Lets start with the negatives… This ship is slow! I’ve seen my Budgies flying backwards and they’re faster!!! The yaw is probably a little worse than on the MkIII Cobra. The roll is not bad but the pitch is much slower. So we have something resembling a duck wallowing around in space. This is not a ship you want to be doing combat with. And I think that sums up the main complaint of the early-doors naysayers. With that understanding you choose your weapons carefully – I’ve gone for 3x Class 1 Beam Lasers and 2x Class 2 Multi-Cannons; all gimballed to make up for the lack of manoeuvrability. That set up works well against most small ships and is pretty good on larger ones – until you meet a Federal Assault Ship (you’ll never get it in your sights)! You do need to be aware of the power draw – short bursts of the beam lasers only please! But I also feel that this ship is a bit tougher physically than the MkIII – so you can stay a little longer after the shields are down.
So, it’s not a fighter but can do reasonably well at defending itself. What about other roles? Exploring is probably not worthwhile – the jump range is too low. That said; in Human Space it’s probably a good option for planetary exploration. You can fit a double vehicle bay and still have 48t of cargo space available. I’ve been playing around with planet missions with this ship and it’s a joy to fly in and out. There are times when having a stable platform is a really good thing and planetary landings allow this ship to shine. It is a ship that just fits into a small landing pad and that reflects when you’re looking for a place to set down in a crater – larger ships might struggle to find good terrain! Ironically, it has been a lot easier to find rough terrain landing spots in this ship than in my Diamondback Explorer – and that is a measure of how good a planet landing specialist it can be.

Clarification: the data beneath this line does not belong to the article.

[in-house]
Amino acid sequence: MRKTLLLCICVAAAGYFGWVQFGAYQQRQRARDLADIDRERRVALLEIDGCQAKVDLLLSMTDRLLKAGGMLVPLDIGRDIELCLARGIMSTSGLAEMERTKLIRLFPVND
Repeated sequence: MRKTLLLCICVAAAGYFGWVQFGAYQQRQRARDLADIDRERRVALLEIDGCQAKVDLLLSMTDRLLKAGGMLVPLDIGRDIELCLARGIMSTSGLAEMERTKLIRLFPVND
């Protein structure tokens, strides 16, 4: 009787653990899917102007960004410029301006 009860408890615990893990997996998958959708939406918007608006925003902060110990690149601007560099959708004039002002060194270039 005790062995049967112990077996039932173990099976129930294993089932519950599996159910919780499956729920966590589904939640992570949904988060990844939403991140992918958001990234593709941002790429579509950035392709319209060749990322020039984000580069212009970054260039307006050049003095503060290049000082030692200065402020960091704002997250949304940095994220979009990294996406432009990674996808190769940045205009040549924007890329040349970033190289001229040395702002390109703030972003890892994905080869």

Now here’s a shock… It can be a good wing-man for an agile large vessel. I had the pleasure of joining one of my friends in a mission to wipe out pirates in a HiRes – that’s High Risk Resource Extraction Site. He has a Corvette and a lot of experience in this sort of work. Me, I generally find my own way around and don’t normally go anywhere near a HiRes site. It was brave of him to invite me along. I even shot him once – fortunately with minimal damage to his shields! 😉 This unearthed one virtue of the Cobra IV – as a wingman it can burn shields off the opponent really well, leaving the wing-leader to carry out the final kill effectively. We did that on numerous occasions and walked away with a fortune in bounties. On one occasion we were in conflict with a Federal Assault Ship that had 4 Sidewinders as escort. The Sidewinders chose to pick my Cobra IV as their target and I wiped 3 of them before my Corvette colleague took out the last and we returned to killing the FAS. So there’s a combat role as a wing-man for the Cobra IV – it has the ability.